Campaign Aims to Get More Students to Class

West Campus Senior Cecelia Colchico is part of Sac City Unified’s Youth Media Team. She holds an anti-absenteeism poster she helped design for display at local schools, buses and elsewhere. Photo by Edgar Sanchez


Now that the November 6 election is history, the barrage of political mailers that overwhelmed voters also is over.

But the U.S. Postal Service is still delivering a new type of message to some Sacramento parents: Picture postcards mailed not from a distant tourist spot, but from local schools campaigning to end chronic absenteeism.

Depicting images of boys and girls thriving in class, with “Be Here” printed in a corner, the cards notify parents that their children have missed too many school days.

“It’s important we work together to help (student’s name) be successful,” the cards say on the back.

The postcards are from the Sacramento City Unified School District, which in 2016-17 had a chronic absence rate of 15.1 percent — or 4.3 percent higher than the state average. Chronic absenteeism means missing 10 percent or more of school days.

This is not a new problem for the 47,900-student district.

Now, it is employing new ways to increase attendance, as part of Superintendent Jorge Aguilar’s endeavor to provide immediate help when a student lags academically.

The “Be Here” campaign, supported by The California Endowment, was launched this fall. It was made possible by a $1.6 million Safe Neighborhoods and Schools grant from Proposition 47, approved by voters in 2014.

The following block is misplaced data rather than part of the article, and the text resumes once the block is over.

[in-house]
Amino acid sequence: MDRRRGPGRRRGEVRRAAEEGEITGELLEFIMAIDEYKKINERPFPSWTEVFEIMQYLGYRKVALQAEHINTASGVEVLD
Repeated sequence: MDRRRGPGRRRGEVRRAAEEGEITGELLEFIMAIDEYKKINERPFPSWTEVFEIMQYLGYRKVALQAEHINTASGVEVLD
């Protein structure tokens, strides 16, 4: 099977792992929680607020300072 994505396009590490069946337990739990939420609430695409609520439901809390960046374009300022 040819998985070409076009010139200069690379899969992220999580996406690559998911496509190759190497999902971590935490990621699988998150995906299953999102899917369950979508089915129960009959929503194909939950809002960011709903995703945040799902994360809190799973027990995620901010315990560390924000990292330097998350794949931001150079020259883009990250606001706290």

The grant allowed the district to hire two attendance employees, including former social worker Jennifer Kretschman, who leads the “Be Here” initiative.

In an interview, Kretschman described a tragedy: Even the district’s kindergarteners suffer chronic absenteeism. In 2016-17, 22 percent of the 4,363 kindergartners missed 10 percent or more of school days.

“The biggest thing is to tell children, directly … that attendance is important.”

Cecelia Colchico
Youth Media Team member working on
Be Here campaign

Such kindergarteners will probably not read at grade level by third grade, and will be four times more likely not to graduate from high school, she said.

The districtwide attendance improvement program is especially focused on 28 high-absenteeism schools, seven of them high schools. Most of the schools are in south Sacramento.

and absenteeism. If a family lacks bus fare, the district offers reduced-rate bus passes.

The “Be Here” postcards were designed by the district’s Youth Media Team. In collaboration with a marketing agency, the seven-member team also crafted pro-attendance radio and movie theater ads, billboard messages and posters for display on local buses/trains and at schools.

“The biggest thing is to tell children, directly … that attendance is important,” said team member Cecelia Colchico, a West Campus High senior. “Visiting with elementary school kids is something we’ll continue to do.”

Click “Learn more” below to read about Sacramento’s “Be Here” initiative.
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